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Frist says ‘nuclear option’ is on the table in Alito confirmation

WASHINGTON (BP)–Senate Majority Leader Bill Frist pledged Dec. 11 to use the so-called “nuclear option” if Democrats filibuster Samuel Alito’s nomination, saying it would be “unconscionable” to block the Supreme Court pick.

“The answer is yes,” Frist, R.-Tenn., said when asked by “Fox News Sunday” host Chris Wallace if he would move to “impose the nuclear option” if Democrats tried to filibuster Alito.

President Bush nominated Alito to the high court Oct. 31, and the Senate Judiciary Committee subsequently scheduled hearings to begin Jan. 9. A floor vote is tentatively set for Jan. 20.

Alito’s past comments on abortion have liberal groups and some Democrats concerned. In a 1985 job application he filled out for the Justice Department, Alito said he was “proud” to have participated in cases in which the government argued that the “Constitution does not protect a right to an abortion.” In another 1985 document, Alito supported using an incremental legal strategy to work toward overturning the 1973 Roe v. Wade case legalizing abortion.

Supreme Court nominations require only a simple majority of 51 votes from the Senate for confirmation, although liberal groups are urging a filibuster of Alito, whom they consider too conservative. It takes 60 votes to overcome a filibuster. A filibuster would prevent a floor vote from taking place.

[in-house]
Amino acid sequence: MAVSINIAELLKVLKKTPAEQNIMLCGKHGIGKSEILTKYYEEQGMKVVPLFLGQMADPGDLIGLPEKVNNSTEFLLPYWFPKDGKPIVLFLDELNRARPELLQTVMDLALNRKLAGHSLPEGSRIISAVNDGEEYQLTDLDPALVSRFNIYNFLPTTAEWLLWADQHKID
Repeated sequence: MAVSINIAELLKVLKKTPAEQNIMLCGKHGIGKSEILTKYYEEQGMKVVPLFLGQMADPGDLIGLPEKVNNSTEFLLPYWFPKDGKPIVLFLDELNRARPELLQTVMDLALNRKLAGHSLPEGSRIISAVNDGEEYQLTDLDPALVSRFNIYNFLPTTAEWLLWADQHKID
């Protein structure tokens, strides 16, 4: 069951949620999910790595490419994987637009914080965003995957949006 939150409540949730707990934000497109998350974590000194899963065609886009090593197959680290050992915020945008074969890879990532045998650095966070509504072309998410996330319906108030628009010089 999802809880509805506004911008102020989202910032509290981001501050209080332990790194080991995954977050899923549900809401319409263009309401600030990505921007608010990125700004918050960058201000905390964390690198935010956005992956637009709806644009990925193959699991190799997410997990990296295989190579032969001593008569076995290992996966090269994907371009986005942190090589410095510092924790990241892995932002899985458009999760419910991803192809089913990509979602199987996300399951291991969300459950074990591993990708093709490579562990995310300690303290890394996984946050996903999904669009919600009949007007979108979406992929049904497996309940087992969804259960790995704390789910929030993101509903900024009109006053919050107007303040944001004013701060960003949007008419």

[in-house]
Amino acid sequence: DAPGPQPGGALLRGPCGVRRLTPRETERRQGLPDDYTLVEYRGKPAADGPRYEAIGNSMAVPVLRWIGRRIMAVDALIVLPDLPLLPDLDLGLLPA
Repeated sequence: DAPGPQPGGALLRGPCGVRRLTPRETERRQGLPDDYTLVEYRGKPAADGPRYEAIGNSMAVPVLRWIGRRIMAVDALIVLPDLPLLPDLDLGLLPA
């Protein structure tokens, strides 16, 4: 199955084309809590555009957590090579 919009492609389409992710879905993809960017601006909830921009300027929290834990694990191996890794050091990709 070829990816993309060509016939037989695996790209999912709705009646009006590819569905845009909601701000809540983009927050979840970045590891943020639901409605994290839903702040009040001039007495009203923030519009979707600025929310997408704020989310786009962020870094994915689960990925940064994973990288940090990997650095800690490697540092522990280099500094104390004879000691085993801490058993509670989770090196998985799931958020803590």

But Frist and other Republicans say filibusters against judicial nominees are unconstitutional and have threatened to change the rules to ban them. The rule change has been dubbed the “nuclear” or “constitutional” option. A vote on the “nuclear option” was averted in May when seven Democrats and seven Republicans — dubbed the “Gang of 14” — reached a compromise that allowed some of Bush’s nominees to be confirmed. The compromise left the filibuster intact.

Frist, though, said Dec. 11 the “nuclear option” is still on the table.

“Sam Alito … is somebody who deserves … advice and consent by the Senate, meaning an up or down vote,” Frist said. “So I think it would be unconscionable, I think it would be wrong, I think it would be against the intent of the founding fathers and our Constitution to deny Sam Alito an up or down vote on the floor of the United States Senate.

“I have stood from day one on principle that these Supreme Court … nominees deserve an up or down vote, and it would be absolutely wrong to deny him that. And that’s what the constitutional option is.”

Both conservatives and liberals say Alito’s views on abortion could swing some key Supreme Court votes. He would be replacing Sandra Day O’Connor, a supporter of abortion rights.

Although his vote likely wouldn’t immediately lead to the overturning of Roe — five of the current justices are on record as supporting it — his vote could impact the issue of partial birth abortion. O’Connor was one of five justices who voted to overturn a partial birth abortion ban in 2000. Another partial birth abortion case is making its way through the federal courts.

Partial birth abortion is a procedure in which a doctor delivers an intact baby, feet first, until only the head is left in the birth canal. The doctor pierces the base of the infant’s skull with surgical scissors, then inserts a catheter into the opening and suctions out the brain, killing it. In many cases, the baby would have survived outside the womb.

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